Noticing Smaller Paths

Yesterday I walked to a friend’s house. I usually walk through the park aware of destination. Yesterday I was stunned to see, truly see the path to the park. I didn’t even walk all the way into the park, too absorbed with all there was to see and be, so I walked partway in, sat, walked back. Today I think of veins, the teeny-tiniest ones, each filled with journey and path.


A place to sit

Crossing a Bridge

Holy, Holy, Holy

This morning I took Steve to the 6:00 Airporter and walked along the marsh. Morning photos speak of peace.

Sunrise over Strawberry

A Willet

The tidal path – willets in flight


Ripening Dreams


Today I ask myself: Am I at a fork in the road? 

The answer comes: No, I’m a spoon, held in a rounded cup. 

I surrender to the words of Rainer Maria Rilke.

If we surrendered 

to earth’s intelligence, 

we could rise up rooted, like trees.

I knead the soil within, open knots and loosen “nots”, assemble unity.  Marie Curie’s words radiate through:

Nothing in life is to be feared.  It is only to be understood.

Smoothing the waves


My sensory awareness group met today.  As I settled into myself and felt the support of the floor and the chair, a tear came and rolled down my cheek.  My throat felt tight and scratchy and I began to cough. Grief extended into my heart and down to my feet.

I shared that I was experiencing a visceral feeling of grief from my brother’s death on April 14th.  I had hoped I’d moved on.

Later, a woman  who’d just completed a workshop at Spirit Rock on death, dying and aging asked if I thought what I was feeling related “just” to my brother’s death.  I knew that it was more than that. She suggested that my feelings related to impermanence.

I could feel how true that was.

Later we worked with flexibility using partly inflated balls.  I felt my holding and inflexibility. I was trying to hold a stance of strength. I felt the work of holding back tears, what it does to my legs, neck, and spine.

What I learned today is that flexibility and impermanence relate and when I can honor the waves of both, float a little more openly on the natural movement I am, I can breathe, and tears may come, but in and through the tears there are waves, and released, I breathe, and am breathed.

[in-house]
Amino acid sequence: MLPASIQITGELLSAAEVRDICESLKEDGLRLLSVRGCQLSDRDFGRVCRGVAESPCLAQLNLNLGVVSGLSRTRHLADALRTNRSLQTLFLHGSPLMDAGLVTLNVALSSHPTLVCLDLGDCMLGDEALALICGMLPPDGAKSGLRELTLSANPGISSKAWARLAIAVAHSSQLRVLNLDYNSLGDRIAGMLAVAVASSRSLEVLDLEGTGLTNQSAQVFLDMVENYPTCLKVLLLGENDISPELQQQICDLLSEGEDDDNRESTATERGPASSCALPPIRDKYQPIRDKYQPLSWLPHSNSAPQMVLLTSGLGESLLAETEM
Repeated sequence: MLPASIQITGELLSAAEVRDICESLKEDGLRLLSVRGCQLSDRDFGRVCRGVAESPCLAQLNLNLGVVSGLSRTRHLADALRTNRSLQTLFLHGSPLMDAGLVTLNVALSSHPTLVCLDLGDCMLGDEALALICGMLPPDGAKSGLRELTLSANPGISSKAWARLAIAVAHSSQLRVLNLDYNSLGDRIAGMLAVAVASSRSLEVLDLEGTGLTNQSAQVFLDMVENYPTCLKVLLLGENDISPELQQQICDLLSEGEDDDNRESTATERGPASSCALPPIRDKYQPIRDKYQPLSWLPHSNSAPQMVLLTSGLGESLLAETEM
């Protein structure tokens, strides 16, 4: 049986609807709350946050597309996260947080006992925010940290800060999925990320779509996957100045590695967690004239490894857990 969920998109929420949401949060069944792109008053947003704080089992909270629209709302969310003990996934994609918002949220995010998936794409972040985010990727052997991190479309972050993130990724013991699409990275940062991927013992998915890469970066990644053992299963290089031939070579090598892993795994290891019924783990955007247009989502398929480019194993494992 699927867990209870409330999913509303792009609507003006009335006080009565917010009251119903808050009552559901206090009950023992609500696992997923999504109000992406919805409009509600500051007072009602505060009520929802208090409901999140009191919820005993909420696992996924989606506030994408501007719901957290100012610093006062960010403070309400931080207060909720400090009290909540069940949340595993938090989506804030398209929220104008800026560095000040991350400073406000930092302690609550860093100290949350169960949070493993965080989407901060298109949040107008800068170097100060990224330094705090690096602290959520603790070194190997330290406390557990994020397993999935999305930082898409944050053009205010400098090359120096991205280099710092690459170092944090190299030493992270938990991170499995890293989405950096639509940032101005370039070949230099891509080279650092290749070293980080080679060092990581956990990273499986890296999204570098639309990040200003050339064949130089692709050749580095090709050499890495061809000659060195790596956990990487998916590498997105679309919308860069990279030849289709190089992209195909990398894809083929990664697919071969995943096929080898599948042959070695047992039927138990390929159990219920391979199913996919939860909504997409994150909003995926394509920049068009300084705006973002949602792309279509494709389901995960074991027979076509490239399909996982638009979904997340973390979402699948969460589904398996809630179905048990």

Allowing immersion in impermanence, I hold both joy and sorrow, no dividing, and there I celebrate the wonder of being alive. Vitality is my wand and spring when I honor that impermanence is the ocean and land we share.  There’s nothing to do and nowhere to go. I’m here.

Even rocks know tears –

Sunflowers as Teachers

The fog is a tight wrap this first Sunday in July, and yet I wake thinking of sunflowers.

Yesterday I learned two friends lost their siblings.  One lost her twin.  

I’ve stopped counting the days since my brother passed, months now, but found myself expanding out into loss, into an ability to be a circle of petals rather than a tightly held bud of pain and grief.

Last week I joined Steve in his Alexander Technique session.  In my first attempt to come down and sit on a stool, I felt fear still held in my knees from the accident where I broke bones in both feet and couldn’t walk.  I find myself wanting to honor all that is true for me – fear, grief, anger, love. I want to receive the changes as they come.

May this be so for this collection of matter animated spirit today.

Love, Peace, and Ease.

Sunflowers share a vase – come together and part

Mergansers at the marsh – photo by Bob Dresser, recently passed away


For the celebration of Interdependence, we gathered as a family at my son Jeff and his wife Jan’s home in San Jose.  Their home and yard are serene with Senna, a loving rescue greyhound, a garden and view of open land. A short walk to the top of a nearby hill opens up a vista that is the perfect place to watch firework displays from all over the South Bay.  Last night, the Fourth of July, I swiveled my head like an owl trying to catch each wondrous opening of color and sparks.

The crescent moon turned golden as it began to sink into the now smoky, as though saged, evening air.  The moon felt close, like a guardian, a harbinger of hope. The gathering on the hill consisted of a variety of ages and languages.  Children wore headbands of light and ran around freely, no fear.

Today I sink into the truth of interdependence, bounced as though in a hammock to my cells opening to the cells of plants, recognizing the value in the difference in our cell walls.  I sink into silence and stillness; receive.

In that, I suggest with kindness that only senility can explain someone stating that the army took over airports in 1775.  Such a person needs mental health care.

Home now, loaded with produce from Jeff and Jan’s gardens, I give thanks for abundance in my life, and recognition of, and celebration of change.  

Summer hills of gold viewed from Jeff and Jan’s yard

Buddha nests in the gazebo, harvesting and merging dark and light